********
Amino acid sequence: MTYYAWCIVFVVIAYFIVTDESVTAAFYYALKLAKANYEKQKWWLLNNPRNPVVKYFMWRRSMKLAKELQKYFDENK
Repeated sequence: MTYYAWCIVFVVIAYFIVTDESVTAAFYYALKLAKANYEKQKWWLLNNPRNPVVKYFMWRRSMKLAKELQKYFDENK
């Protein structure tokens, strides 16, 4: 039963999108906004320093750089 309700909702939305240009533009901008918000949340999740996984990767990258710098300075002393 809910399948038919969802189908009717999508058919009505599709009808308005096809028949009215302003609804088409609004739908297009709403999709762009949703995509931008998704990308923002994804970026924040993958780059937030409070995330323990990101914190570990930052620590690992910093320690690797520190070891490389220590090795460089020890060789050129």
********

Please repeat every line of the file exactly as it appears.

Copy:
Amino acid sequence: MTYYAWCIVFVVIAYFIVTDESVTAAFYYALKLAKANYEKQKWWLLNNPRNPVVKYFMWRRSMKLAKELQKYFDENK
Repeated sequence: MTYYAWCIVFVVIAYFIVTDESVTAAFYYALKLAKANYEKQKWWLLNNPRNPVVKYFMWRRSMKLAKELQKYFDENK
């Protein structure tokens, strides 16, 4: 039963999108906004320093750089 309700909702939305240009533009901008918000949340999740996984990767990258710098300075002393 809910399948038919969802189908009717999508058919009505599709009808308005096809028949009215302003609804088409609004739908297009709403999709762009949703995509931008998704990308923002994804970026924040993958780059937030409070995330323990990101914190570990930052620590690992910093320690690797520190070891490389220590090795460089020890060789050129």